2016 was a good year for me in terms of business. I had some great shoots, met great people (as mentioned) and have begun to internalize my dreams and goals for the next year, two years, and the career I am looking to expand. I will say this, the highlight of the year was shooting Dale Noelle in her Upper East Side apartment for the cover of a magazine. Not only did I connect with a great person, but I was able to make some incredible images of her. In order to make a dream a reality, you must go through processes, such as the learning curve it will take in order for you to get there. It starts with the internalizing process. You must prepare yourself for the hard work that is ahead. You can not just say, “I am going to do this,” and the next day you are there, at the top of your career, doing exactly what you want. It just does not work like that. To rise to the top or to any level beyond where you are takes time. For some it is shorter than others, that is the learning curve. However, for others, it takes more time and more hard work. This is where I am at. I am at the self actualization stage, where I can see where I have come from and how I got to where I am, and am now in the “figure it out” phase of the next chapter of my career. Not a lot of photographers openly discuss this. I am not sure if it is because they are too busy, fear letting people know to much about themselves, or just do not care to discuss the intimate details of their business and lives. But as photographers, we must grow and adapt and always be focused on moving our careers forward.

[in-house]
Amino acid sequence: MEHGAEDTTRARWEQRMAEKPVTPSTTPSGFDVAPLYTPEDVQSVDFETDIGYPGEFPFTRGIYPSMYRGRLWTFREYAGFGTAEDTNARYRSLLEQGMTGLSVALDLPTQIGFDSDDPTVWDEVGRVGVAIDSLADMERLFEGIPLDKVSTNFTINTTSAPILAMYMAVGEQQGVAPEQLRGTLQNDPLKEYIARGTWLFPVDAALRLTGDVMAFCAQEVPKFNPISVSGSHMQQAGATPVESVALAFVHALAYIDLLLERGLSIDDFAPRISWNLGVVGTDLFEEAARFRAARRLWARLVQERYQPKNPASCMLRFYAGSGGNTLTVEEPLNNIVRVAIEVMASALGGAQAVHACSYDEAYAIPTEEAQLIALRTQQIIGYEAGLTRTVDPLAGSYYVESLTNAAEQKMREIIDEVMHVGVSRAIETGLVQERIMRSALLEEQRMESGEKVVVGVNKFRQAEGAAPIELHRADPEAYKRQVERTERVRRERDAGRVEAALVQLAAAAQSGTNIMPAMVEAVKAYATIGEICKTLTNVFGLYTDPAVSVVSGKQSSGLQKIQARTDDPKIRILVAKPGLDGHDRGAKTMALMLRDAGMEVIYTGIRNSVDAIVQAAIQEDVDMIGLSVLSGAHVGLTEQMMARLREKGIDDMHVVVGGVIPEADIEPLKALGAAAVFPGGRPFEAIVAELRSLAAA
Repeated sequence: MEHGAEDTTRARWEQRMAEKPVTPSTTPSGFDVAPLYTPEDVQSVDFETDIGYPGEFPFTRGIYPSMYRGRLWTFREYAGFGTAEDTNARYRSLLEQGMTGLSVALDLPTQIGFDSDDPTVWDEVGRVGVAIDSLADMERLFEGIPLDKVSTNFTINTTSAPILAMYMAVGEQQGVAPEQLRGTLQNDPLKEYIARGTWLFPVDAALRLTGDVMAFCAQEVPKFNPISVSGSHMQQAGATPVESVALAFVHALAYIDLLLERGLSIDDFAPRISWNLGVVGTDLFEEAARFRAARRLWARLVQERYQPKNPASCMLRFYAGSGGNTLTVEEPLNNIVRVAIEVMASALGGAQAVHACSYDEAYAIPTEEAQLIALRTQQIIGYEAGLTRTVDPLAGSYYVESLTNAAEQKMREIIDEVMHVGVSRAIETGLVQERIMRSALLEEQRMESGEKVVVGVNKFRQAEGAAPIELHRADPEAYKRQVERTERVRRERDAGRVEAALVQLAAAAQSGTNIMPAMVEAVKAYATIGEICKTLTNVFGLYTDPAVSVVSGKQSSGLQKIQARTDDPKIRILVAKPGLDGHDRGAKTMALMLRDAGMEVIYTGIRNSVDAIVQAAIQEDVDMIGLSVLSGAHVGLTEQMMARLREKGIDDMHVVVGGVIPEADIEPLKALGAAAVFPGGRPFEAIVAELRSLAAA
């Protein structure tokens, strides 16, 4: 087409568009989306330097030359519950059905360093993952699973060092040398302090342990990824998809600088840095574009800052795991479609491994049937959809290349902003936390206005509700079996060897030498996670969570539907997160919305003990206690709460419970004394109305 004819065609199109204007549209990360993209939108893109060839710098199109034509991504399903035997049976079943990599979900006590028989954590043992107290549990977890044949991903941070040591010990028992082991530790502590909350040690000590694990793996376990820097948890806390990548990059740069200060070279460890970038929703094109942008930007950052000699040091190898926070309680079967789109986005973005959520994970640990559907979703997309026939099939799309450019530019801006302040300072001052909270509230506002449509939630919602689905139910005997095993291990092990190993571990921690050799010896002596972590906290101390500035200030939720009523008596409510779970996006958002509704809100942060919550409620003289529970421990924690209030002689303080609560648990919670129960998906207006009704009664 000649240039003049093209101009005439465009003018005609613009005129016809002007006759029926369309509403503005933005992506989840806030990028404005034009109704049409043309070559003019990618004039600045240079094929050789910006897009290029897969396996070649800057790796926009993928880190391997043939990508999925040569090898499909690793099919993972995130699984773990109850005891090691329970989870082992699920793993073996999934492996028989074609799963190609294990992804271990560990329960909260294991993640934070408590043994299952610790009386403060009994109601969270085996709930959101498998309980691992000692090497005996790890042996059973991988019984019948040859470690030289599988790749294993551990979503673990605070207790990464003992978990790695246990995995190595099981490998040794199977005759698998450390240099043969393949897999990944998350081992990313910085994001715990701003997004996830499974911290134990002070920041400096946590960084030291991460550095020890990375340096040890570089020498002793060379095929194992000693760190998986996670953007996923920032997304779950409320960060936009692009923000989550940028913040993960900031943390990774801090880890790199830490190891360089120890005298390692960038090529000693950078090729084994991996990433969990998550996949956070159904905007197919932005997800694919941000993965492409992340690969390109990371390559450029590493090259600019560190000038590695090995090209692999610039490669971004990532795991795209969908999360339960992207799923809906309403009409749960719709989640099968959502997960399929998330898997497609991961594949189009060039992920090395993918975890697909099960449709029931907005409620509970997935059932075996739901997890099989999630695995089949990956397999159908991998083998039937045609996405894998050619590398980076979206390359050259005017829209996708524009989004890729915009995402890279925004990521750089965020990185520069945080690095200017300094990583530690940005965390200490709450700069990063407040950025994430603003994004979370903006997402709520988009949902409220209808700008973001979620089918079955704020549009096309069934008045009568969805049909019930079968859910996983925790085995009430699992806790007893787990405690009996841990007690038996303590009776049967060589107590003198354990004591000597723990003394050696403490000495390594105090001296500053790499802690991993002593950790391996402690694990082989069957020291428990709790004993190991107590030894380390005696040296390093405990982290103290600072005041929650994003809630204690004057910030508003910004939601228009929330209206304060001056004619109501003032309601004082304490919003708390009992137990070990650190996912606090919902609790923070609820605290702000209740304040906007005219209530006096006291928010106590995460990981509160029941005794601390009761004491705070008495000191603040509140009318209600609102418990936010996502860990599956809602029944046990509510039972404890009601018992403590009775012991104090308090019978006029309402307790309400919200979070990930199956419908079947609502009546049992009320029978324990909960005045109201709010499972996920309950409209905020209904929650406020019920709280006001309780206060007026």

Have you ever wanted to travel some where and finally you get there and realize that it is everything you hoped it was and then some? That is how I would describe the Pacific Northwest. In February we landed in Seattle. We stayed with friends for a few days before we drove down to Portland Oregon. Portland like Seattle is funky city. They are going through a gentrification that was fascinating to see. Their culinary boom is incredible. We ate great! Literally. I connected with a friend from back east and we had some great beers and the following day he cooked us lunch before we made our way to Cannon Beach. While we stayed in Portland we drove down to Multnomah Falls. WHOA. What an incredible place! I was able to see Mt. Hood from a distance and captured that scene from Pittock Mansion. Cannon Beach was an eerie area. We arrived on a foggy afternoon that looked like a scene from the Goonies. We stayed in an awesome bed and breakfast that was within 200' of the ocean. I slept great. I was heavily inspired by Cannon Beach and the surrounding area. It was my first time touching the pacific ocean and experiencing the pacific coast. My vague translation of my internal feelings is due in part to the fact that I could write a novel about the area. I will say this though, I had the great hike of my life as we meandered and wandered up the pacific coast. I saw things and found things I never thought I would, but always hoped. I will be writing some travel posts in the very near future.